How to create random vector using generic?

What I want is to have one helper function to return a random vector:

let i32_vec = gen_random_vec<i32>(100);
let f32_vec = gen_random_vec<f32>(10); 
// etc

I wrote the following code but it can't make the compiler happy :frowning:

use rand::distributions::{Distribution};
use rand::Rng;

pub fn gen_random_vec<T>(size: usize) -> Vec<T>
    T: Distribution,
    let mut res: Vec<T> = Vec::with_capacity(size);
    let mut rng = rand::thread_rng();
    for i in 0..size {
        let x : T = rng.gen();


Would be appreciate if somebody can help me complete the helper function.

let mut res = vec![T::default(); size];
rand::thread_rng().fill(&mut res);

1 Like

When asking about a compile error, please include the compiler error message. It often contains useful information that can help the people here identify the problem, such as an error code or the line containing the issue.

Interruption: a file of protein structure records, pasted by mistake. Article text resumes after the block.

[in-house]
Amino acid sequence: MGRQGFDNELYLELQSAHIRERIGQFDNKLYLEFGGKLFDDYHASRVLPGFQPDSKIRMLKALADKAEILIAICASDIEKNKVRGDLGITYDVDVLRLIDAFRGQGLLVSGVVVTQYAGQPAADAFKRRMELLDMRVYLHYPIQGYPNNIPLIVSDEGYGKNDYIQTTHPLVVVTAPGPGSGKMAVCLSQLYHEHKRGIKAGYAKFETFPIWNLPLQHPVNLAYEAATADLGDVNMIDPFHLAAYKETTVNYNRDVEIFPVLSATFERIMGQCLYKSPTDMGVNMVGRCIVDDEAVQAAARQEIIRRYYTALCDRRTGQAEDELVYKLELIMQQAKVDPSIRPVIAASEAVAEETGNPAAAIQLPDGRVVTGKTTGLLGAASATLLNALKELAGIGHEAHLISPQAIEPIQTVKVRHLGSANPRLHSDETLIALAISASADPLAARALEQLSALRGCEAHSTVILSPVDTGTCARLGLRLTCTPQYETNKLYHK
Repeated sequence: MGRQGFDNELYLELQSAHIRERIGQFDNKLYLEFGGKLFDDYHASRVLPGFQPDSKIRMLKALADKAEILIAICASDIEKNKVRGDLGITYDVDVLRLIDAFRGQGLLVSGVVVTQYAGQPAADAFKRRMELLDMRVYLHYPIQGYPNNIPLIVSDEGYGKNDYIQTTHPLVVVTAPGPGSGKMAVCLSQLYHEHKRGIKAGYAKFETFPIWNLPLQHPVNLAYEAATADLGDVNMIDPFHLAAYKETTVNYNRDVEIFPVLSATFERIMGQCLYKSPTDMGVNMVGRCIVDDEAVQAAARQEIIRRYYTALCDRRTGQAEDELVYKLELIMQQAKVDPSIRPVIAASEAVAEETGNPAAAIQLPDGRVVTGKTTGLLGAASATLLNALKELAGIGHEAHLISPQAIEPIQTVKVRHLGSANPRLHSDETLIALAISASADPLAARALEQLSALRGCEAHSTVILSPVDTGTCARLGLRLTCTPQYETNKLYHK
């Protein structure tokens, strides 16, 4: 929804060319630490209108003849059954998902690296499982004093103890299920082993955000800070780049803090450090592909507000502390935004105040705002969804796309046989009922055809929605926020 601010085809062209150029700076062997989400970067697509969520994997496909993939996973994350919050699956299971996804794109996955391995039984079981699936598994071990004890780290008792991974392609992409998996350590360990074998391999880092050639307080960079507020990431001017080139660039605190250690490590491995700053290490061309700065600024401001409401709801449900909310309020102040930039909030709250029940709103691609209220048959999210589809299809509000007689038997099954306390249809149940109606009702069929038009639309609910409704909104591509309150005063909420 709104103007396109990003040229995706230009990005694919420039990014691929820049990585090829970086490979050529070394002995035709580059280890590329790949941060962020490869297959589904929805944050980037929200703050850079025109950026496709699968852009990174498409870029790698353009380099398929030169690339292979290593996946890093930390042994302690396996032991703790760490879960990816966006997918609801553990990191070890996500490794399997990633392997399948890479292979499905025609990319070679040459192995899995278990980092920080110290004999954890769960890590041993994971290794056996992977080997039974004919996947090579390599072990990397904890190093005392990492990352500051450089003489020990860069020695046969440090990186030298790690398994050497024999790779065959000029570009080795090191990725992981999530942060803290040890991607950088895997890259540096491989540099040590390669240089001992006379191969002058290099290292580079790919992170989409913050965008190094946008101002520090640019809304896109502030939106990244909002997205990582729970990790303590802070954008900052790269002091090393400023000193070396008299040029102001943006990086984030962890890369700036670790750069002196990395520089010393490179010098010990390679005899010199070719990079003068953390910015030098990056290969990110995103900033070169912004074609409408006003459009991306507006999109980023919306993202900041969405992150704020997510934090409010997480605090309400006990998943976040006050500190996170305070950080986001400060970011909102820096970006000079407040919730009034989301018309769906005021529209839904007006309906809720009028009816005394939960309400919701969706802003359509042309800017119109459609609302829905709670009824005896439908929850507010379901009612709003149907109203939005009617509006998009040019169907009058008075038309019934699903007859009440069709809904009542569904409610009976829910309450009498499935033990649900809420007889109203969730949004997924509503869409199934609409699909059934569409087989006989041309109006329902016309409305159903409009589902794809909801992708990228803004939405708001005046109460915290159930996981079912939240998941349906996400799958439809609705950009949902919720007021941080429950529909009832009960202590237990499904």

at least OP included the complete code, so getting the error is rather trivial:

error[E0107]: wrong number of type arguments: expected 1, found 0
 --> src/
6 |     T: Distribution,
  |        ^^^^^^^^^^^^ expected 1 type argument

See, when you look into the docs for Distribution you’ll find its declaration to be

pub trait Distribution<T> { ... }

(admitted, this declaration may be collapsed by default)

What this means is, the trait has a type parameter. What types that implement Distribution<T> are? The docs say:

Types (distributions) that can be used to create a random instance of T .

See, there’s actually 2 types involved here. One, the type of object you want to generate, T in these docs as well as you code, and then a type that specifies the kind of distribution you want.

Well, you may say you don’t specify any distribution and dont want to? I guess you’re right, you’re using Rng::gen() which doesn’t appear to offer any way to specify special kinds of distributions anyways... but let’s look at its documentation, too, it has the type

fn gen<T>(&mut self) -> T
    Standard: Distribution<T>, 

So there’s your clue, just use Standard: Distribution<T> yourself, too (gotta also import rand::distributions::Standard for this) and your code compiles!

1 Like

(Meta: including the error text also helps future people find it, and hopefully the solution, in case they have the same problem.)


Thanks, everybody!

1 Like

This topic was automatically closed 90 days after the last reply. We invite you to open a new topic if you have further questions or comments.